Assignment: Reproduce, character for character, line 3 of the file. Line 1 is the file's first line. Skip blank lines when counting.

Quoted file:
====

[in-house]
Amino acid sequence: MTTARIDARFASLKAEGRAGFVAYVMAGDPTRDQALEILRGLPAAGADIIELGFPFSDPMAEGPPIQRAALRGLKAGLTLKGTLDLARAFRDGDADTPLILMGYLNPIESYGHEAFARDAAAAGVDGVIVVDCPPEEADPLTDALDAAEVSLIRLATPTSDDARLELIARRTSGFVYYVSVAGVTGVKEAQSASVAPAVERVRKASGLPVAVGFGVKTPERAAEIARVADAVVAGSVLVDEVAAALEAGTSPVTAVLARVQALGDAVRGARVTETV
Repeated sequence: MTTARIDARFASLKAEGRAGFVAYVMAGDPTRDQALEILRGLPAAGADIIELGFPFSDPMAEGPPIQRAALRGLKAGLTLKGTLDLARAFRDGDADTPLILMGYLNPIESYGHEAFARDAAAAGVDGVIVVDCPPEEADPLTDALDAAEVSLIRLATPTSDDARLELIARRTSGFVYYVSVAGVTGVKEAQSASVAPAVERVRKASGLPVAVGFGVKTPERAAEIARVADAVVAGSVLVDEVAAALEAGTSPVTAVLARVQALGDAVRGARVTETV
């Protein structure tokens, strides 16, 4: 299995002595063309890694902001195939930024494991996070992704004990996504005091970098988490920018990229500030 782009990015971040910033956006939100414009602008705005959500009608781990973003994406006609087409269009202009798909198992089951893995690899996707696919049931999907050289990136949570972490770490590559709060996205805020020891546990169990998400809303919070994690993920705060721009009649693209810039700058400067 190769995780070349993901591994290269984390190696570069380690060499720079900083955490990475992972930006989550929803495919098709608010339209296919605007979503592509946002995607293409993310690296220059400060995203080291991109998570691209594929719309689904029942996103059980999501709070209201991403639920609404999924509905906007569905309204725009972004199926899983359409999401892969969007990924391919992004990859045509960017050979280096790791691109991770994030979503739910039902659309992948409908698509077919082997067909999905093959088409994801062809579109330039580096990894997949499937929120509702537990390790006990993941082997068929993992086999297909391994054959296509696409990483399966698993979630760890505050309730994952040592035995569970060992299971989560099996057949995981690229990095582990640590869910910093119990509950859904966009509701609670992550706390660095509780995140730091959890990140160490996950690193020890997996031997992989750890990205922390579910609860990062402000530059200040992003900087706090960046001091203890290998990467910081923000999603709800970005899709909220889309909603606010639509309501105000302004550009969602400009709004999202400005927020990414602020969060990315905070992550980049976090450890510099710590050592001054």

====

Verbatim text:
Repeated sequence: MTTARIDARFASLKAEGRAGFVAYVMAGDPTRDQALEILRGLPAAGADIIELGFPFSDPMAEGPPIQRAALRGLKAGLTLKGTLDLARAFRDGDADTPLILMGYLNPIESYGHEAFARDAAAAGVDGVIVVDCPPEEADPLTDALDAAEVSLIRLATPTSDDARLELIARRTSGFVYYVSVAGVTGVKEAQSASVAPAVERVRKASGLPVAVGFGVKTPERAAEIARVADAVVAGSVLVDEVAAALEAGTSPVTAVLARVQALGDAVRGARVTETV